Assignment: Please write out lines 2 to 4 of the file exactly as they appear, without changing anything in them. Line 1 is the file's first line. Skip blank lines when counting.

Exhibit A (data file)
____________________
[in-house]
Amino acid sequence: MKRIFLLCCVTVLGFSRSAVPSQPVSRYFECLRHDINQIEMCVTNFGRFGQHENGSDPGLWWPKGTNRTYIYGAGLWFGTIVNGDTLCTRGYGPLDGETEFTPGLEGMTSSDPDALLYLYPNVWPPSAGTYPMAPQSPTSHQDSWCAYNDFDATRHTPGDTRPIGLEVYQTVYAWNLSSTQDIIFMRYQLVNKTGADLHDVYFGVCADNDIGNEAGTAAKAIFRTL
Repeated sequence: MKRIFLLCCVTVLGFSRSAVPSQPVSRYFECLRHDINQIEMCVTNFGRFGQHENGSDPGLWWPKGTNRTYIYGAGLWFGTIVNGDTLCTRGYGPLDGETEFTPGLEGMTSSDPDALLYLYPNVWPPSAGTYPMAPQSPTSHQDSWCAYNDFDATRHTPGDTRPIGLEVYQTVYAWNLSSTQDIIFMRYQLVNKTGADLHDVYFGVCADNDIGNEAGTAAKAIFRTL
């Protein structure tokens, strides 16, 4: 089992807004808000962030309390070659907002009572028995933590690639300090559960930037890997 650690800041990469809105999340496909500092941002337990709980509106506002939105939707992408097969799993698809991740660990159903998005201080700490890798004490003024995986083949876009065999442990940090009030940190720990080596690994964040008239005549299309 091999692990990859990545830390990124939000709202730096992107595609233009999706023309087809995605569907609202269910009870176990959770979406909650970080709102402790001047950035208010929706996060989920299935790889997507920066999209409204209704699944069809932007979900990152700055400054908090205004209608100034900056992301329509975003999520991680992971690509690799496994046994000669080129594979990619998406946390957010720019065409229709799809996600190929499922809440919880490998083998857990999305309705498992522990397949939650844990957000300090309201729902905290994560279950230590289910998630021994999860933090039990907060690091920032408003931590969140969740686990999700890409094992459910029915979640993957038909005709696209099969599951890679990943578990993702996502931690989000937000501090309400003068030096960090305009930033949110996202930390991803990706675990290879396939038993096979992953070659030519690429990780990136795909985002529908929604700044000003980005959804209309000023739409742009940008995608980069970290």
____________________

Amino acid sequence: MKRIFLLCCVTVLGFSRSAVPSQPVSRYFECLRHDINQIEMCVTNFGRFGQHENGSDPGLWWPKGTNRTYIYGAGLWFGTIVNGDTLCTRGYGPLDGETEFTPGLEGMTSSDPDALLYLYPNVWPPSAGTYPMAPQSPTSHQDSWCAYNDFDATRHTPGDTRPIGLEVYQTVYAWNLSSTQDIIFMRYQLVNKTGADLHDVYFGVCADNDIGNEAGTAAKAIFRTL
Repeated sequence: MKRIFLLCCVTVLGFSRSAVPSQPVSRYFECLRHDINQIEMCVTNFGRFGQHENGSDPGLWWPKGTNRTYIYGAGLWFGTIVNGDTLCTRGYGPLDGETEFTPGLEGMTSSDPDALLYLYPNVWPPSAGTYPMAPQSPTSHQDSWCAYNDFDATRHTPGDTRPIGLEVYQTVYAWNLSSTQDIIFMRYQLVNKTGADLHDVYFGVCADNDIGNEAGTAAKAIFRTL
């Protein structure tokens, strides 16, 4: 089992807004808000962030309390070659907002009572028995933590690639300090559960930037890997 650690800041990469809105999340496909500092941002337990709980509106506002939105939707992408097969799993698809991740660990159903998005201080700490890798004490003024995986083949876009065999442990940090009030940190720990080596690994964040008239005549299309 091999692990990859990545830390990124939000709202730096992107595609233009999706023309087809995605569907609202269910009870176990959770979406909650970080709102402790001047950035208010929706996060989920299935790889997507920066999209409204209704699944069809932007979900990152700055400054908090205004209608100034900056992301329509975003999520991680992971690509690799496994046994000669080129594979990619998406946390957010720019065409229709799809996600190929499922809440919880490998083998857990999305309705498992522990397949939650844990957000300090309201729902905290994560279950230590289910998630021994999860933090039990907060690091920032408003931590969140969740686990999700890409094992459910029915979640993957038909005709696209099969599951890679990943578990993702996502931690989000937000501090309400003068030096960090305009930033949110996202930390991803990706675990290879396939038993096979992953070659030519690429990780990136795909985002529908929604700044000003980005959804209309000023739409742009940008995608980069970290």